It’s been about six weeks since I arrived at Raleigh, where I am finishing the second part of my studies. For me it has been the biggest adventure of my life so far: 5000 miles away from family and friends, in a country that speaks a language different to my mother tongue.
Since I have already been to the States before and have watched like billions of series and movies staring at U.S. universities I thought: “It can’t be that different to my expectations.”
Well, while some of my Netflix-based assumptions turned out to be true and others to be wrong, and I am still waiting for Hardin Scott to knock on my door, I have to admit to myself that there are things I have never thought about before arriving or would not have guessed that they affect me that much.
So if you are an European like me who is about to go to the States or an American who would like to go to Europe or maybe even Germany, here are some things you might want to know.
First things first and it might sound stupid but bed sheets.
I am not exaggerating when I say I spent two hours standing in Walmart trying to figure out the whole bedding system. “What is a comforter? Do I need a four or six piece sheet set? Is my bed size Queen or King or Full Queen??” There have only been a few other times in my life so far in which I felt more brainless.
You might question yourself now if Germans sleep under rocks – no, we don’t. I promise. In Germany the system is the same for pillows as for blankets. We don’t have a sheet and on top there is the comforter, we have a blanket cover like a pillow cover in which we put the blanket and close it with a zipper. After an eternity of searching for these blanket covers – without success , obviously, I had to realize that this is a German only kind of weird thing.
Next time my head was filled with question marks was just a couple of days later and stayed for like a whole week, the first week of classes. As my first class started and the prof showed us our schedule for the first semester I was like “Quizzes? Four Exams?? Okay wow… Homework, too? Seems like this class has a special structure.” Then the other classes followed and I understood that this is not a special structure, it is the normal structure!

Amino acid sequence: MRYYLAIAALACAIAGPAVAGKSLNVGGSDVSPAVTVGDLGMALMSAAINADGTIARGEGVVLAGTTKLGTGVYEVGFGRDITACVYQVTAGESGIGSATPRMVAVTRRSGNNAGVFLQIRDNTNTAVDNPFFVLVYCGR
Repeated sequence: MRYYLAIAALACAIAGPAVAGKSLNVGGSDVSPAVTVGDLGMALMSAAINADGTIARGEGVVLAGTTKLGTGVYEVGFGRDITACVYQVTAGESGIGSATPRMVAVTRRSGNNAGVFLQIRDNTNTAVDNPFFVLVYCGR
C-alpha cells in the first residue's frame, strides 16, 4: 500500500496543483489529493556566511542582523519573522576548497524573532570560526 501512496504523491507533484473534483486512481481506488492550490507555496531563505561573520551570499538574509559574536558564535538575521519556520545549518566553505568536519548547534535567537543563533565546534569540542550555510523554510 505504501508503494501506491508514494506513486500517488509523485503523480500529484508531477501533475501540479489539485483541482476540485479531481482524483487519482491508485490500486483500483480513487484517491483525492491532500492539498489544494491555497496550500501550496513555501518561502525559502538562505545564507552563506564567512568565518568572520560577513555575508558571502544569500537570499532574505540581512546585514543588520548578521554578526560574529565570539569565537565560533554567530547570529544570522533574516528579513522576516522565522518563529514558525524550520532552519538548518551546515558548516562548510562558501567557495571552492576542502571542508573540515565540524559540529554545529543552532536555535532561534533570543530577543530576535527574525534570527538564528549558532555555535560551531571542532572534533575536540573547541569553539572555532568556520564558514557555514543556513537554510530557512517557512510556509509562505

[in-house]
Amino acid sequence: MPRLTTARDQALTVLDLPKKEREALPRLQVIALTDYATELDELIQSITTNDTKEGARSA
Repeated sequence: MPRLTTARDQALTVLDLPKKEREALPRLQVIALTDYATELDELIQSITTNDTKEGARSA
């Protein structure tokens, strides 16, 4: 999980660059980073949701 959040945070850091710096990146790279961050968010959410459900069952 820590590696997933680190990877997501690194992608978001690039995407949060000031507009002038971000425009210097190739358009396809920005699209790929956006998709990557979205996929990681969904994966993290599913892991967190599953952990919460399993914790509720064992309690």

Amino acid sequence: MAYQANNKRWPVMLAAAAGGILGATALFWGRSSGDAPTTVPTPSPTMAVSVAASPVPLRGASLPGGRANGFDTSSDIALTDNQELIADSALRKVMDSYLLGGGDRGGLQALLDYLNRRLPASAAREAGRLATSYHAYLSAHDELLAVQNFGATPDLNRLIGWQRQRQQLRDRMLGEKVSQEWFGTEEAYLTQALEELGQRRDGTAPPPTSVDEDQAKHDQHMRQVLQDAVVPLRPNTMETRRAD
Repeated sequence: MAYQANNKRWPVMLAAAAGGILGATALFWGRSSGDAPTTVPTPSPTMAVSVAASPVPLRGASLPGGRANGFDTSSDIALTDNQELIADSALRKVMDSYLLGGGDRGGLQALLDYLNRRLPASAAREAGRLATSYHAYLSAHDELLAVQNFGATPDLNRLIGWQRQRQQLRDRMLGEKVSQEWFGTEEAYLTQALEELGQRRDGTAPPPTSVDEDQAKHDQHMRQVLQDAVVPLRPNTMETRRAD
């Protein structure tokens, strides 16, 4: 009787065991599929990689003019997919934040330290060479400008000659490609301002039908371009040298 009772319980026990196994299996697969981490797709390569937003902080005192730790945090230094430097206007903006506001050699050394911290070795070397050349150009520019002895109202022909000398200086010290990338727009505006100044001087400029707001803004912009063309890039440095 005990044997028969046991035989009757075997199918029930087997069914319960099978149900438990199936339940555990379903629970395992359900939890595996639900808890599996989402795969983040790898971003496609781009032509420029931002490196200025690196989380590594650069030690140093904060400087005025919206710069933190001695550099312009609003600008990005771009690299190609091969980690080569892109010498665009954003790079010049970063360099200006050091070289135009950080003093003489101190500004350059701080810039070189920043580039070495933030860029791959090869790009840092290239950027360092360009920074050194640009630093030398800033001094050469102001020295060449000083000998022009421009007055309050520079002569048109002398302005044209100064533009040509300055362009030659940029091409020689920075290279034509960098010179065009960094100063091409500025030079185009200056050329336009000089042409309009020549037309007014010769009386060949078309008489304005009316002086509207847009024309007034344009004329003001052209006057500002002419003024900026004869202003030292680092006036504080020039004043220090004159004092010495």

I have not had quizzes since high school, neither have I had to hand in weekly assignments in Germany. The common structure was “you can come to class if you want to, you can study, but no one is going to find out if you slept for two weeks straight as long as you pass your one and only exam in this class at the end of the semester.” Which system is better? I have no idea.It affords for sure a big change of habits and even after six weeks I keep getting haunted by anxiety right before falling asleep that I might miss a deadline.
Last but not least: being underaged – again! This one was for sure not a surprise for me since I knew before arriving here that you have to be 21 for drinking, going to the clubs and so on, which I am not. Yey. In Germany, though, you are allowed to drink beer and wine after turning 16 and are able to go to many clubs; with 18 you are literally allowed to do everything: drink whatever you want, smoke cigarettes and go to every club. So after two years of being free to do all of those things I am now not even allowed to order a wine in a restaurant – something I was allowed to do for four years! Staying at home while my older friends go out to party, that reminds me of the time I still was 15 – one year away from freedom. Does it suck to give up your already gained freedom? Yes, but mostly because it is again something I am not used to anymore! However, we all know how much fun it is to celebrate your age of majority. Well, I know have the opportunity to celebrate it for a second time! And I can not wait to leave my 15-year old me behind – and this time for good!